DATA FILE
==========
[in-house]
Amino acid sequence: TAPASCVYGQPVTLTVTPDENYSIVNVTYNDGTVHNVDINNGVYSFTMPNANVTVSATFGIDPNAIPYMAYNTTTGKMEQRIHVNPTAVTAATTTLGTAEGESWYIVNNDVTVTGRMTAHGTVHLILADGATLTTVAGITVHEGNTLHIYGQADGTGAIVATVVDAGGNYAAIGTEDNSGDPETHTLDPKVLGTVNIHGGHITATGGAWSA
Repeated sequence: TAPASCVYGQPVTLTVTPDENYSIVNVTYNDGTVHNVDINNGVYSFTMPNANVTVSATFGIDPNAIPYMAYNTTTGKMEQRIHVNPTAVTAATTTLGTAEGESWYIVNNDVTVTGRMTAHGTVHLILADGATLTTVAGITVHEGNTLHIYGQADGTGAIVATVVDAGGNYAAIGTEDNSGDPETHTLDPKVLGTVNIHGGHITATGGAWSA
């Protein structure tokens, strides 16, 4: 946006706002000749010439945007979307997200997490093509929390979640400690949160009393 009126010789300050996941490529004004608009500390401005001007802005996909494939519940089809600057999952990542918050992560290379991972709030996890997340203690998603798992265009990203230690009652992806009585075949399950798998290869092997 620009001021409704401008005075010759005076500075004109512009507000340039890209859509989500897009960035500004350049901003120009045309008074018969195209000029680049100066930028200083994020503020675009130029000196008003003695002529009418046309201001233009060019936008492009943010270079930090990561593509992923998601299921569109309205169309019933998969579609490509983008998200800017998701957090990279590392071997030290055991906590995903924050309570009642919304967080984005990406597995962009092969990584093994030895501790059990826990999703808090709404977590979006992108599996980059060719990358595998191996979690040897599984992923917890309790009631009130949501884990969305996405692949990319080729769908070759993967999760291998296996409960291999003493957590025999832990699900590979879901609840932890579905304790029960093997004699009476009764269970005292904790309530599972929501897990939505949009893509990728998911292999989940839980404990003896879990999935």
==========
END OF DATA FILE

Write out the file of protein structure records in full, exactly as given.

[in-house]
Amino acid sequence: TAPASCVYGQPVTLTVTPDENYSIVNVTYNDGTVHNVDINNGVYSFTMPNANVTVSATFGIDPNAIPYMAYNTTTGKMEQRIHVNPTAVTAATTTLGTAEGESWYIVNNDVTVTGRMTAHGTVHLILADGATLTTVAGITVHEGNTLHIYGQADGTGAIVATVVDAGGNYAAIGTEDNSGDPETHTLDPKVLGTVNIHGGHITATGGAWSA
Repeated sequence: TAPASCVYGQPVTLTVTPDENYSIVNVTYNDGTVHNVDINNGVYSFTMPNANVTVSATFGIDPNAIPYMAYNTTTGKMEQRIHVNPTAVTAATTTLGTAEGESWYIVNNDVTVTGRMTAHGTVHLILADGATLTTVAGITVHEGNTLHIYGQADGTGAIVATVVDAGGNYAAIGTEDNSGDPETHTLDPKVLGTVNIHGGHITATGGAWSA
């Protein structure tokens, strides 16, 4: 946006706002000749010439945007979307997200997490093509929390979640400690949160009393 009126010789300050996941490529004004608009500390401005001007802005996909494939519940089809600057999952990542918050992560290379991972709030996890997340203690998603798992265009990203230690009652992806009585075949399950798998290869092997 620009001021409704401008005075010759005076500075004109512009507000340039890209859509989500897009960035500004350049901003120009045309008074018969195209000029680049100066930028200083994020503020675009130029000196008003003695002529009418046309201001233009060019936008492009943010270079930090990561593509992923998601299921569109309205169309019933998969579609490509983008998200800017998701957090990279590392071997030290055991906590995903924050309570009642919304967080984005990406597995962009092969990584093994030895501790059990826990999703808090709404977590979006992108599996980059060719990358595998191996979690040897599984992923917890309790009631009130949501884990969305996405692949990319080729769908070759993967999760291998296996409960291999003493957590025999832990699900590979879901609840932890579905304790029960093997004699009476009764269970005292904790309530599972929501897990939505949009893509990728998911292999989940839980404990003896879990999935």